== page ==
# Quickstart¶

To launch a fault-tolerant job, run the following on all nodes.

torchrun
--nnodes=NUM_NODES
--nproc-per-node=TRAINERS_PER_NODE
--max-restarts=NUM_ALLOWED_FAILURES
--rdzv-id=JOB_ID
--rdzv-backend=c10d
YOUR_TRAINING_SCRIPT.py (--arg1 ... train script args...)


To launch an elastic job, run the following on at least MIN_SIZE nodes and at most MAX_SIZE nodes.

torchrun
--nnodes=MIN_SIZE:MAX_SIZE
--nproc-per-node=TRAINERS_PER_NODE
--max-restarts=NUM_ALLOWED_FAILURES_OR_MEMBERSHIP_CHANGES
--rdzv-id=JOB_ID
--rdzv-backend=c10d
YOUR_TRAINING_SCRIPT.py (--arg1 ... train script args...)


Note

TorchElastic models failures as membership changes. When a node fails, this is treated as a “scale down” event. When the failed node is replaced by the scheduler, it is a “scale up” event. Hence for both fault tolerant and elastic jobs, --max-restarts is used to control the total number of restarts before giving up, regardless of whether the restart was caused due to a failure or a scaling event.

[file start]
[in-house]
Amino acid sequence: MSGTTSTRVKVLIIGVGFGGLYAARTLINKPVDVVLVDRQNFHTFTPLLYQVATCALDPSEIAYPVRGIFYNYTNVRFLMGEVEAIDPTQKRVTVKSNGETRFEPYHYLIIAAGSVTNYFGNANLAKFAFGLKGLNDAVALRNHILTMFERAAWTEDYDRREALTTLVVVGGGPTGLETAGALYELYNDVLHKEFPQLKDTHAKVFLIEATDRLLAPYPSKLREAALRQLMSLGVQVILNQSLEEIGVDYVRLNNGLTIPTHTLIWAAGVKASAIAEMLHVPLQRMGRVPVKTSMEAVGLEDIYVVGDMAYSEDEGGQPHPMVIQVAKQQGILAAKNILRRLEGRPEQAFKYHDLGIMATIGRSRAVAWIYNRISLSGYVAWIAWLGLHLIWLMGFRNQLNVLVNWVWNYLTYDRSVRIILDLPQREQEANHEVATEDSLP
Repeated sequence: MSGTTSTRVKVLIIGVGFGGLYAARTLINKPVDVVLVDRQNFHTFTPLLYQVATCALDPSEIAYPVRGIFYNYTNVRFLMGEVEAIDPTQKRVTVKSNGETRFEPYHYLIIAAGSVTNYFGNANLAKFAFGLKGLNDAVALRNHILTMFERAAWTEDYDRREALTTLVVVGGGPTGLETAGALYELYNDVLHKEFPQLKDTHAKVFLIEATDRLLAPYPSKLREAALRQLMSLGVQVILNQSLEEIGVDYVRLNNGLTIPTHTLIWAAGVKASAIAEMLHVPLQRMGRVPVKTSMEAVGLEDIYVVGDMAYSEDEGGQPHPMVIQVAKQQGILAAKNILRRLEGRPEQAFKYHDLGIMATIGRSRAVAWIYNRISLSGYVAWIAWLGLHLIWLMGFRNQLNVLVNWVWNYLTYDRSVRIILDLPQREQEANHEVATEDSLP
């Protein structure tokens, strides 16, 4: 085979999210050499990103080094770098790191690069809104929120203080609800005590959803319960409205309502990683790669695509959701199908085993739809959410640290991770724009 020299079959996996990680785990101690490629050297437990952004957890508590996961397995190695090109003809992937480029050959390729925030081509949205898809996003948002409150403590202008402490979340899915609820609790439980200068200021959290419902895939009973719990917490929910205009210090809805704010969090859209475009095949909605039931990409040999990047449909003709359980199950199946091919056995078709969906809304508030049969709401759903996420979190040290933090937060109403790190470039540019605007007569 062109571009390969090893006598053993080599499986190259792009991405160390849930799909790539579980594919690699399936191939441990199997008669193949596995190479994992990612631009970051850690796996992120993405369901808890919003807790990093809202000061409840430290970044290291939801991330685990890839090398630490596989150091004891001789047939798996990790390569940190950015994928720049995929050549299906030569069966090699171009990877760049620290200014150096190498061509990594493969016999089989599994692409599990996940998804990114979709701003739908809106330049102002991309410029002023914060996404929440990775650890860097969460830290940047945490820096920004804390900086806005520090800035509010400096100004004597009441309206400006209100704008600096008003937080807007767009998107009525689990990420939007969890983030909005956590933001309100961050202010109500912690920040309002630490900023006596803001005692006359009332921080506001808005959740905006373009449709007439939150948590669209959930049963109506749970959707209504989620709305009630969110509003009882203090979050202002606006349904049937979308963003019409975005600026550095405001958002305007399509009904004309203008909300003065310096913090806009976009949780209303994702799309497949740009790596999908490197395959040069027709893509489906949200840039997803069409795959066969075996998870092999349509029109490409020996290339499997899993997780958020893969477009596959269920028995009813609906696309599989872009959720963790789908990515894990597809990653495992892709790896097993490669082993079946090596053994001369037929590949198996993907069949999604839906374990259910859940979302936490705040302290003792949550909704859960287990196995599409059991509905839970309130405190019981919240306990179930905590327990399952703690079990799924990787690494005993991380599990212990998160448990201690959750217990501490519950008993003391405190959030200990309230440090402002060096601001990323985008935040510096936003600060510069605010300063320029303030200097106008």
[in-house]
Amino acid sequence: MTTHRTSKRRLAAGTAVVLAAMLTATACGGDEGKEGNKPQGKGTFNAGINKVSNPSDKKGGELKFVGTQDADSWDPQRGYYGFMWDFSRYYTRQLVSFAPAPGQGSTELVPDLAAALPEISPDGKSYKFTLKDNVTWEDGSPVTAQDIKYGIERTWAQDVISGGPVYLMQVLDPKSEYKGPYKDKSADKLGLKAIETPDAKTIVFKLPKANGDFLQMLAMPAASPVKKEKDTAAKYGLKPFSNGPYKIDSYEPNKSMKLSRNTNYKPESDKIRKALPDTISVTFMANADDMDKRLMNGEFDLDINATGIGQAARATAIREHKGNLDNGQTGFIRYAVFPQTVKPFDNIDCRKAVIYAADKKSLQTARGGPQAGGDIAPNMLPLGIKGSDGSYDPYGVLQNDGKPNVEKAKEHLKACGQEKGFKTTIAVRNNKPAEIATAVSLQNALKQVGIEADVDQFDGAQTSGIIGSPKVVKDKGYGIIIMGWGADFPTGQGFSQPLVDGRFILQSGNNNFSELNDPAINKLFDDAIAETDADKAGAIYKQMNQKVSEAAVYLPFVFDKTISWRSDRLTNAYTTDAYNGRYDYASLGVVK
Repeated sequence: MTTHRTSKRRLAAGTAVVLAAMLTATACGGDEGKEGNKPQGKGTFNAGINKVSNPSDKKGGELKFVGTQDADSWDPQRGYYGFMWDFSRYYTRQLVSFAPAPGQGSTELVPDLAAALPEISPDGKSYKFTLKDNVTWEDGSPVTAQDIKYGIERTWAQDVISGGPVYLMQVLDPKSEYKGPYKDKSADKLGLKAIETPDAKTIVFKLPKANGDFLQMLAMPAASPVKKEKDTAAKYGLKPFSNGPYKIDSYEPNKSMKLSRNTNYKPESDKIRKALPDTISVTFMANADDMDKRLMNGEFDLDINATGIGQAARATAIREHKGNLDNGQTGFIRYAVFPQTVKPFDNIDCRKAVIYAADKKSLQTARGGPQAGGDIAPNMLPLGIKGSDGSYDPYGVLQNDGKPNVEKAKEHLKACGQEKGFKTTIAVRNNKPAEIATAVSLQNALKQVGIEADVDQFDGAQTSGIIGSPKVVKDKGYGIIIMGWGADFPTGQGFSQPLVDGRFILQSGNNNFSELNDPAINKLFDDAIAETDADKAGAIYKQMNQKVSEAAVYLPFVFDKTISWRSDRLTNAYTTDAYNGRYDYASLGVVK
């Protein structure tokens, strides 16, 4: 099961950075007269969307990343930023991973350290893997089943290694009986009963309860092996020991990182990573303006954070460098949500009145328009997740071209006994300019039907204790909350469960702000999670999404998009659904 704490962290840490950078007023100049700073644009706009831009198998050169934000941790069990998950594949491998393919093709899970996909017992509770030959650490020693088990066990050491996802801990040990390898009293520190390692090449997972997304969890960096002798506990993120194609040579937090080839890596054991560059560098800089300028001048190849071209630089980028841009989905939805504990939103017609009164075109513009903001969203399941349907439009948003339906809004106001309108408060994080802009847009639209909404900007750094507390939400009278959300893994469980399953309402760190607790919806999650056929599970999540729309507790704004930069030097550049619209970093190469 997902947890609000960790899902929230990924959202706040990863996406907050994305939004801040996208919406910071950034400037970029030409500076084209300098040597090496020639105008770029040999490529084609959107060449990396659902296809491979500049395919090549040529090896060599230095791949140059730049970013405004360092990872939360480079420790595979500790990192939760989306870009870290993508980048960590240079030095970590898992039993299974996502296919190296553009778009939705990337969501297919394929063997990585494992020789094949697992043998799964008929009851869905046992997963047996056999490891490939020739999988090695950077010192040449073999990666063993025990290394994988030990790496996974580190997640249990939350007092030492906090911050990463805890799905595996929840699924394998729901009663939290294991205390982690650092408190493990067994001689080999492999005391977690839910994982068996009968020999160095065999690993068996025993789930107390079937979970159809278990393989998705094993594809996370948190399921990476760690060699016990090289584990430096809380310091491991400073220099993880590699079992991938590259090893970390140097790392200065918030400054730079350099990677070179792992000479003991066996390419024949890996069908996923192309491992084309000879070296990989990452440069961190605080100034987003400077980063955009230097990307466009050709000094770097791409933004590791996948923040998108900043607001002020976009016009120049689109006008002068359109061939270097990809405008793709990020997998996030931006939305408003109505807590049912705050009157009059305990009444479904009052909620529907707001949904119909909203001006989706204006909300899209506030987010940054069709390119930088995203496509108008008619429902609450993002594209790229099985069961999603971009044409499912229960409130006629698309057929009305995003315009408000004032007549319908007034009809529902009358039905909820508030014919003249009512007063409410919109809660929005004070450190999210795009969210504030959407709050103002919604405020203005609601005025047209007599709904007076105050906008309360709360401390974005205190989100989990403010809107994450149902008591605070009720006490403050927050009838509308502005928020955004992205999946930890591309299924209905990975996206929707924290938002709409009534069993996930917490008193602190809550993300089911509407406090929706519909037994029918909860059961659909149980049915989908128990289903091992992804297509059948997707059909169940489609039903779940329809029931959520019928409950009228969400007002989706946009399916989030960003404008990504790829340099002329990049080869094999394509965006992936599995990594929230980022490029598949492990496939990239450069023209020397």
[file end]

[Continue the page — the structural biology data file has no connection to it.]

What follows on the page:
HOST_NODE_ADDR, in form <host>[:<port>] (e.g. node1.example.com:29400), specifies the node and the port on which the C10d rendezvous backend should be instantiated and hosted. It can be any node in your training cluster, but ideally you should pick a node that has a high bandwidth.

Note

If no port number is specified HOST_NODE_ADDR defaults to 29400.

Note

The --standalone option can be passed to launch a single node job with a sidecar rendezvous backend. You don’t have to pass --rdzv-id, --rdzv-endpoint, and --rdzv-backend when the --standalone option is used.

Note

If torchrun does not meet your requirements you may use our APIs directly for more powerful customization. Start by taking a look at the elastic agent API.